What To Do If You’re Triggered By News About The Attack On Jussie Smollett
In what police are investigating as a possible hate crime, Empire actor Jussie Smollett was attacked on the streets of Chicago on Jan. 29, CNN reported. Authorities say Smollett took himself to Northwestern Hospital in Chicago following the attack and is in “good condition,” according to CNN. If you’ve been following the news about Smollett’s situation, most likely the details have been really difficult to read. The nature of Smollett’s attack was severe, and hearing about a brutal attack like this can be flat-out scary. If you’re feeling triggered by the news about the attack, you’re not alone. There are some ways you can care for yourself in the days to come that will help you get through.
"Even if you weren't in a dark place, sometimes hearing other people's stories can bring you to a dark place,” Celeste Viciere, licensed mental health counselor and host of Celeste The Therapist Podcast, previously told Bustle for a separate article on managing triggering news. It's super important to remember that feeling triggered doesn't mean you're making Smollett's situation all about you. Triggers are 100 percent real, and it's very important to listen to your body and to take care of yourself.
“The truth is, you can't avoid all [the news], so it can be helpful to try to think now about strategies that can help you if you get caught up or caught off guard by these stories," Lena Solow said in an article for Teen Vogue. Solow was referring to feeling triggered by the Brett Kavanaugh hearings, but the advice is solid for any news that can be triggering. "What makes you feel grounded? Maybe you need to remember to take deep breaths and take stock of your current surroundings — think about what you can see, hear, and feel right now. Remind yourself that you are safe. Drink some water. Maybe you have some friends who you know get it, who you can text.”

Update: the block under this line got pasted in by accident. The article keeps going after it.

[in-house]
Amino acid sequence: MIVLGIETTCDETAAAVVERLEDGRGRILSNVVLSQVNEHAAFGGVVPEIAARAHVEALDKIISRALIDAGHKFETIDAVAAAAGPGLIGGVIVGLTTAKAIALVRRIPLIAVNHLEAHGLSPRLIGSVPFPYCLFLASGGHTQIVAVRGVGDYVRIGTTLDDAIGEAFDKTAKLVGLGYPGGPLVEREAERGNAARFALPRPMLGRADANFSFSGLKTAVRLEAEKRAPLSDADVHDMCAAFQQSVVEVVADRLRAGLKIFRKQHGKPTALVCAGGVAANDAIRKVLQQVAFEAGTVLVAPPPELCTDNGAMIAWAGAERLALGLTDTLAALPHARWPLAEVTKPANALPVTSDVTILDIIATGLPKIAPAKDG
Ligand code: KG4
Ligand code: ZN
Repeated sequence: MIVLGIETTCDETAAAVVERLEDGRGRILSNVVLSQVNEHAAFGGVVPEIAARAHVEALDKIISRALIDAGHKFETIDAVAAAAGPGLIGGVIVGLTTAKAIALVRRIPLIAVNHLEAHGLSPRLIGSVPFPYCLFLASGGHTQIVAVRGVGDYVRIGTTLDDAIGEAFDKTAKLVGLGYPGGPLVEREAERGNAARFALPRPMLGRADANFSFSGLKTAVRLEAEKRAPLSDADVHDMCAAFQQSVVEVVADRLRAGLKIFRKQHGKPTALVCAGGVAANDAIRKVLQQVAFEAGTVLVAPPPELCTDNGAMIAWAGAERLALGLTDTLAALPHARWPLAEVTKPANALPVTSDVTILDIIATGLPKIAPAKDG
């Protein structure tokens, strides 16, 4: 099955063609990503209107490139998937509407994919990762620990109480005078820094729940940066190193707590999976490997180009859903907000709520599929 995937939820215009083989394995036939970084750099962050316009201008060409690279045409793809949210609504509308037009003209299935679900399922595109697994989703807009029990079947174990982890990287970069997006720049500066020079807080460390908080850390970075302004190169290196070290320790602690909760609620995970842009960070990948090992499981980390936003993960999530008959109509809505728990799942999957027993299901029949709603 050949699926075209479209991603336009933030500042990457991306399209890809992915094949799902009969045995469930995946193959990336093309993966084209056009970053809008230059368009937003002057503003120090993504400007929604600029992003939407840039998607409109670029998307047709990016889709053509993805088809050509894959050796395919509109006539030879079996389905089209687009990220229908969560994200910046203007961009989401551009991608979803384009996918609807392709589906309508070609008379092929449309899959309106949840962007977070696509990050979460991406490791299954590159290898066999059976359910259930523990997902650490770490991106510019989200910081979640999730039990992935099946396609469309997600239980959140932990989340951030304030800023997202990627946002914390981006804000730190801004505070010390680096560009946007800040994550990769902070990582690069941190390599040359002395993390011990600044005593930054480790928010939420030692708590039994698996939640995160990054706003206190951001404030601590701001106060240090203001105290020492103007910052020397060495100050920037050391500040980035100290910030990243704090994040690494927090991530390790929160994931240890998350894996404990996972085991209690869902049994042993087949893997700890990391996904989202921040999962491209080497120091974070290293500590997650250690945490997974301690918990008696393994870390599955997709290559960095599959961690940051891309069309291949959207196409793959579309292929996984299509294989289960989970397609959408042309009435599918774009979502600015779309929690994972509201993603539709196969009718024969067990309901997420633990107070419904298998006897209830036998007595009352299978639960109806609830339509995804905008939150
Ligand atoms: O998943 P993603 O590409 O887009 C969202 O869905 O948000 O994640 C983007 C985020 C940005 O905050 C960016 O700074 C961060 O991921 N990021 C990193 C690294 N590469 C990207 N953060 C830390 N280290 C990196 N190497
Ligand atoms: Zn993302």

News about the attack could trigger memories, emotions, or even some bodily sensations that you might not expect, like a racing heart, muscle tension, or headaches, according to VeryWellMind. If you’re feeling really triggered right now, VeryWellMind says the best thing you can do for yourself is to avoid what’s triggering you altogether. That means stepping away from the news — turn off the TV, avoid social media if you have to, ask your friends not to talk about the attack around you. Wait until you’re ready to start hearing about it again to get updates on the situation.
If you can’t avoid the news, there are still other ways you can manage feeling triggered. A 2017 study published in the Journal of Psychiatry & Neuroscience found that practicing mindfulness meditation helps people with PTSD restore connectivity within their brain networks. The U.S. Department of Veterans Affairs supports this, saying that practicing mindfulness has been effective in helping people manage anxiety and symptoms associated with feeling triggered, such as avoidance and hyper-arousal. And practicing mindfulness doesn't need to be a major affair; it can be as simple as sitting down and focusing on the inhale and exhale of your breathing, says the V.A.
Getting some exercise or some physical activity can also help you if you're feeling triggered or a little depressed right now. In fact, a new study found that getting up and moving, even if its taking a short walk, is good for your mental health. But if your feelings are getting really intense or you're having suicidal thoughts, it’s totally OK to reach out to a close friend, a loved one, or just someone you trust. If you need help right away, you can also contact the National Suicide Prevention Lifeline at 1-800-273-8255, or text "HOME" to the Crisis Text Line at 741741.
What happened to Smollett is a horrific act that should never happen to anyone, and it's understandable if you're feeling scared, confused, or depressed about it. Just remember it's totally fine to take some time for yourself to make sure you're doing OK.
If you or someone you know is experiencing suicidal thoughts, call the National Suicide Prevention Hotline at 1-800-273-8255 or text HOME to the Crisis Text Line at 741741. You can also reach out to the Trans Lifeline at 877-565-8860 or the Trevor Lifeline at 1-866-488-7386, or to your local suicide crisis center.